The Techstyle Haus is an 800 square foot fabric house that uses 90% less energy thanks to a high performance double skin membrane with integrated PV.Co-founded by Colin Touhey, Todd Dalland, and Robert Lerner, Pvilion is pioneering the design, engineering, fabrication, and installation of flexible solar solutions. For their 2014 Solar Decathlon project—a collaboration between RISD, Brown University, and University of Applied Sciences Erfurt (Germany)—Pvilion provided engineering consulting services on the structural design and membrane roof system. The project team questioned if a membrane roof house could be designed to meet strict passive house energy codes. The answer was a resounding yes—what came to be known as the Techstyle Haus is currently the only fabric structure that meets passive house standards, producing 50% more energy than it consumes. The house was originally constructed in Providence and then disassembled, placed in crates, and shipped to France for relatively easy re-assembly at Versailles. Currently, the Techstyle Haus resides at Domaine de Boisbuchet, the site of an annual art and design workshop, where it serves as a living laboratory and teaching tool as well as student housing. An in-depth video of the design can be viewed here. Colin Touhey, co-founder of Pvilion, said this project is a proof of concept for their flexible, scalable solar solutions. “Given the curvature of the form, the building produces more energy than flat or angled solar arrays.” Techstyle Haus was designed in concept to embrace a double skin tectonic. It’s PV modules are encapsulated in a thin sheet of plastic allowing for a lightweight assembly of shallow curves and folded surfaces. PV’s are typically very labor intensive as each 3’x5’ panel has to be individually wired. Touhey says by eliminating a significant amount of the “stuff” that goes into a traditional solar array can offer design flexibility along with cost savings: "the more that can be integrated into the off-site fabrication process, the cheaper and more effective the system will be. Also, we have found if you eliminate the frames from a PV, if you eliminate the glass from the PV, and if you laminate the PV into a light material, you can ship more of it in one container. All of these variables add up on a very large scale." Building Integrated Photovolatics (BIPV) have become an increasingly significant topic within the advanced building systems design and construction community. Rather than treating PV as an additive system requiring a separate metal support structure superimposed on a building’s roof, BIPV is an evolving practice of incorporating custom solar technology into the constructional logic of a structure. Often, BIPV projects see cost savings through the replacement of roofing tiles or other building elements with photovoltaic panels. The 2014 solar decathlon was held in Versailles, France, and included 20 prototype structures from 16 different countries. From these projects, 11 prominently utilized BIPV strategies. In addition to Pvilion’s flexible solar fabric, other approaches included cantilevered lightweight shading elements, solar-integrated glazing, a colorful lightweight PV roof, and numerous roof-mounted configurations. In a statistical analysis conducted by a team of researchers at Jaume I University (Castillo, Spain), and published by Advanced Building Skins GmbH, the Techstyle Haus was rated as one of the “most pleasurable BIPV solutions.” Robert Lerner, a co-founder of Pvilion, explains the value of lightweight solar fabric for large commercial applications: “we developed a way to put photovoltaic sheets as a secondary membrane onto a primary membrane. the primary roof skin will almost always be a costly, durable product. Consider a 50 year Teflon-coated glass fabric under very high pre-stress for long spans. Our lightweight membrane can be replaced in 20 years if necessary without affecting the roof below it." Half of Pvilion’s projects are facade-related while half are completely unrelated lightweight temporary and permanent structures—from outdoor clothing apparel to parking canopies and infrastructural projects. Touhey says their goal is to take the Techstyle Haus’ system—an interior skin, exterior membrane, insulation, PV, and wiring – and scale it up to a significantly larger context. Upcoming projects include the Artist for Humanity Headquarters in Boston—a renovation and expansion of and existing building into a structure 5 times as large as the original. Once complete, it will be the first net energy positive large commercial project on the East Coast. The building will feature a solar wrapper that doubly functions as a passive shading element integrated with flexible monocrystalline photovoltaic cells. Other applications include flexible installations on perforated aluminum and warped steel panels, both with free-form perimeters and curved surfaces. Lerner says this is where flexible solar technology shines, “This indicates the freedom of design that is possible while incorporating conventional facade materials."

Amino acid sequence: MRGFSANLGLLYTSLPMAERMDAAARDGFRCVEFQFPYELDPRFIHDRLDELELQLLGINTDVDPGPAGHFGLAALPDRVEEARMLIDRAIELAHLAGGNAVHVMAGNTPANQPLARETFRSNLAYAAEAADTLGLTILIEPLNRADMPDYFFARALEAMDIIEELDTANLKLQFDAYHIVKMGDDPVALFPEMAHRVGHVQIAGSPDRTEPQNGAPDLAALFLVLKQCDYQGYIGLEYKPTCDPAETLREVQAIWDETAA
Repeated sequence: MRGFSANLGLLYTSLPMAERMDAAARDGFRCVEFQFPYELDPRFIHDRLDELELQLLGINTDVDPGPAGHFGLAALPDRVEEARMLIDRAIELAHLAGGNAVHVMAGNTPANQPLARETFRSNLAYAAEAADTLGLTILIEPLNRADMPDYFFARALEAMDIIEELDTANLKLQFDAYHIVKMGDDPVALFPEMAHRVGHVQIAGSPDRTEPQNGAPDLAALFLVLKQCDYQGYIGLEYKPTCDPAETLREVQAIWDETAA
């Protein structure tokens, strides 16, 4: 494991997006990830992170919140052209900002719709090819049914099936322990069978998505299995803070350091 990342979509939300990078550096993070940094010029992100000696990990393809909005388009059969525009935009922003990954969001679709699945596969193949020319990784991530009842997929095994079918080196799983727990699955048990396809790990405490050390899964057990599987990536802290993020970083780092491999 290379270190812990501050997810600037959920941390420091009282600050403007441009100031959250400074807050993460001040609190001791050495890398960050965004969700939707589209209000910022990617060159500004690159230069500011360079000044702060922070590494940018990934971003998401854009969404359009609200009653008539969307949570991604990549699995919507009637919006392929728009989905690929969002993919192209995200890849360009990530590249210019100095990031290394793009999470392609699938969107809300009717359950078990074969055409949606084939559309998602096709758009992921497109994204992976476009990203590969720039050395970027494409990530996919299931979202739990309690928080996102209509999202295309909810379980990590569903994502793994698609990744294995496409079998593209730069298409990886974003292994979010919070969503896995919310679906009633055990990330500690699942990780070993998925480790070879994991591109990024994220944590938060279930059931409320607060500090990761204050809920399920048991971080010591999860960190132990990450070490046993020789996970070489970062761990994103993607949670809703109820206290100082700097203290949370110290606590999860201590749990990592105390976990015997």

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Research into flexible active skins opens up new BIPV possibilitiesAs building integrated photovoltaic (BIPV) technology becomes more advanced, architects are getting involved in how new systems affect not only a building’s performance, but also its appearance. “The photovoltaic industry was until now largely developed by engineers,” said Daniel Martín Ferrero, a Madrid-based architect researching solar design. “The architect must enter the industry to develop their integration into the urban scene.” Ferrero has launched a new company named The New Solar Architecture with a goal of bringing a higher level of design to solar energy-producing facades. “I try to convey the idea that the generation of clean energy can be part of the beauty of its major consumer, the city,” said Ferrero. The company’s goal is to design an active skin whose solar modules are composed of flexible material, which would facilitate a broader range of BIPV design possibilities for architects. Now in the conceptual design and construction phase, his Free Form Solar Powered hexagonal modules are manufactured with photovoltaic laminated glass. Along with the modules, Ferrero has developed details for potential construction systems that would integrate them, including ventilated facades, curtain walls, and monolayer structures. The hexagonal, honeycomb-like skins could have far-reaching implications for BIPV design in projects as small as parking structures or as large as Olympic stadiums. Watch the video below to see the fabrication process behind BIPV glass: